By The Nigerian Voice, May 6, 2012
As our society increasingly becomes a sedentary one, coupled with over-nutrition as it obtains in most Western societies, many more people will become obese and develop diabetes. Our society, which is still very much under the burden of diseases due to infections, is now adding on diseases, which used to be synonymous with the West. The raison d'etre for this is the increasing westernization of our diet here in Nigeria and the widespread erosion of the culture of exercising.
The old aphorism that 'prevention is better than cure' still holds true as it pertains to the diabetes epidemic. The cost of managing diabetes is enormous to the individual especially here in Nigeria, not to talk of the burden on the economy of the country due to many man-hours lost. Considerable attention is being focused worldwide on strategies not only to delay but also to prevent the development of diabetes in persons who are at a high risk of developing it.
There is incontrovertible evidence that lifestyle changes that include exercise and diet are key preventive strategies not only for obesity but also for diabetes as it has been clearly demonstrated that accumulation of fat and lack of exercise increase the risk of developing these diseases. The seminal Diabetes Prevention Study showed that people who underwent reduction in calorie intake coupled with exercise had a 58% reduction in the risk of becoming diabetic. This lifestyle intervention was found to have worked particularly well for people older than 60 years as it reduced their risk of developing diabetes by 71%! Lifestyle changes are currently the standard recommendation for people at high risk of becoming diabetic.
Sustained changes in lifestyle can substantially reduce the development of Type 2 diabetes in middle-aged adults at high risk of diabetes. These lifestyle changes, which may be notoriously challenging to make, includes starting an exercise regimen which should last at least 30 minutes for a minimum of 4 days in a week, stopping smoking, taking alcohol in moderation, eating a low salt and low fat diet, increasing intake of fresh vegetables, moderate consumption of cereals and fruits, reducing intake of fruit juices and carbonated drinks in favour of water, stopping use of remote controls to change television channels or switching on air conditioners, stoppage of intake of for example pop corn while watching a TV programme, reducing the amount of time children use to watch TV or play computer games which is not only detrimental to their health but also their academic performance, use of stairs instead of the elevator, walking or bicycling instead of driving if your destination is not particularly far, standing up to go pick an object instead of sending your house-help or orderly to do so, and volunteering for community service, to mention just a few. Not to forget dancing! Yes, stand up often and just dig it! It has salutary effects!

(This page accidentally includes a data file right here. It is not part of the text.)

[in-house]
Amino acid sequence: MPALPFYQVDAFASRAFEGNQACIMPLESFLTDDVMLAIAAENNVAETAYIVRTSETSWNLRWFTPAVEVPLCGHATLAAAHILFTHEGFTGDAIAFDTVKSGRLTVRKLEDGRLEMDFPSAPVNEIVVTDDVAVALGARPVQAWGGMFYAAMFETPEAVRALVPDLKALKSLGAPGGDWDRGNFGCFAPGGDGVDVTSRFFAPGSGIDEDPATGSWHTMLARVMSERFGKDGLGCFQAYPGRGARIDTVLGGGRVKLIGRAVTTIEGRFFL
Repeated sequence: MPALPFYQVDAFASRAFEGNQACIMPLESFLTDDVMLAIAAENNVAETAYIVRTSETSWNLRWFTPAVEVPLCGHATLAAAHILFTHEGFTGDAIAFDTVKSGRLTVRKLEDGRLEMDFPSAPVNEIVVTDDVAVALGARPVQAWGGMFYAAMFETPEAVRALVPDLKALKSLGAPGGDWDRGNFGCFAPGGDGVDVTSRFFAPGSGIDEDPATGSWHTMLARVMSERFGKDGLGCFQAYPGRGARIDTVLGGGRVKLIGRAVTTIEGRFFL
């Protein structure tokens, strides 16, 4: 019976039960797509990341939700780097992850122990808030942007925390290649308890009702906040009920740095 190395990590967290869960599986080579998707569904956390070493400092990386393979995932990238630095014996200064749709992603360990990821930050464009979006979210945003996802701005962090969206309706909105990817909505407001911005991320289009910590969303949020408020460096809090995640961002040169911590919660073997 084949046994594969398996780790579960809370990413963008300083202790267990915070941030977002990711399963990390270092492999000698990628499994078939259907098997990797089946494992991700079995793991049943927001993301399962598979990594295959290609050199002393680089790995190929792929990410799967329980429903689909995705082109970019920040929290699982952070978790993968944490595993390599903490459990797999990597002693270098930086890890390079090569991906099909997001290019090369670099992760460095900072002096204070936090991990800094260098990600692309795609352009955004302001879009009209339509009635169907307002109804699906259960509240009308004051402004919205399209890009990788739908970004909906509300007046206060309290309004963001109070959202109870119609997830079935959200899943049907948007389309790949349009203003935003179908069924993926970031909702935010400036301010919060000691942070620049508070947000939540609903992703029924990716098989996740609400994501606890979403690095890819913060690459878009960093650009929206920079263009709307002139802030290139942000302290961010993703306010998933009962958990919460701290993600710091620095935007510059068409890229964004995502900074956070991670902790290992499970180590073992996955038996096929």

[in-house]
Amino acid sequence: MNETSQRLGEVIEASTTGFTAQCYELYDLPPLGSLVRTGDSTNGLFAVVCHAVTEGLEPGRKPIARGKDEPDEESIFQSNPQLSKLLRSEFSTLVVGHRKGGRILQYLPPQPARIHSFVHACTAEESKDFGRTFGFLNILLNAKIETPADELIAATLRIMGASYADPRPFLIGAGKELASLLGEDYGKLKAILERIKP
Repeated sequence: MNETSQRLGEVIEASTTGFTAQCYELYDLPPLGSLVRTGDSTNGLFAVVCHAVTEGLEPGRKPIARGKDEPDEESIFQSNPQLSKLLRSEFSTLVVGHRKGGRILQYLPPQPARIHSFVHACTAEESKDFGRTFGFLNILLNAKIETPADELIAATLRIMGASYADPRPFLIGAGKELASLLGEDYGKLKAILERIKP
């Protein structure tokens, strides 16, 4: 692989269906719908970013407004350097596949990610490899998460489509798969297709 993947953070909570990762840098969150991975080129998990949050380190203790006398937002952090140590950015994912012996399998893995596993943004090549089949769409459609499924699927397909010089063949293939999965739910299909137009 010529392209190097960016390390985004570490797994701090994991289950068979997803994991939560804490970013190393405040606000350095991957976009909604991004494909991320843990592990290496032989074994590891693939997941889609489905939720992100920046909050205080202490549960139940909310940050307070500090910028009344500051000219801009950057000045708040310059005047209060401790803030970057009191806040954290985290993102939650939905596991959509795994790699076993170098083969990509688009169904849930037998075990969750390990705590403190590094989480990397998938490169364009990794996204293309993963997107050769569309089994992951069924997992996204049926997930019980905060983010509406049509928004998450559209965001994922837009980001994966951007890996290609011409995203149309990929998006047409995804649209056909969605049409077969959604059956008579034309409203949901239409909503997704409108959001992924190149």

The challenge is for individuals to make every effort to maintain a healthy weight and be physically active. New public health strategies are needed to combat the ongoing epidemic of obesity and diabetes in Nigeria, the strategies to be focused upon by policy makers include healthy eating which would involve closer monitoring of the caloric content of foods served at fast food outlets, weight control and increased physical activity which would entail provision of recreational facilities in neighbourhoods to include swimming pools, basket ball and lawn tennis courts among others. There is also the need to mandate all schools to have playing fields for children, and the creation of special lanes on roads where people can safely walk and bicycles can be safely ridden as obtains in most well planned societies. Individuals should also incorporate exercise facilities into their homes such as stationary bicycles, table tennis facilities and good old gardening! Work place exercise should be greatly encouraged in Nigeria as is currently done in other climes.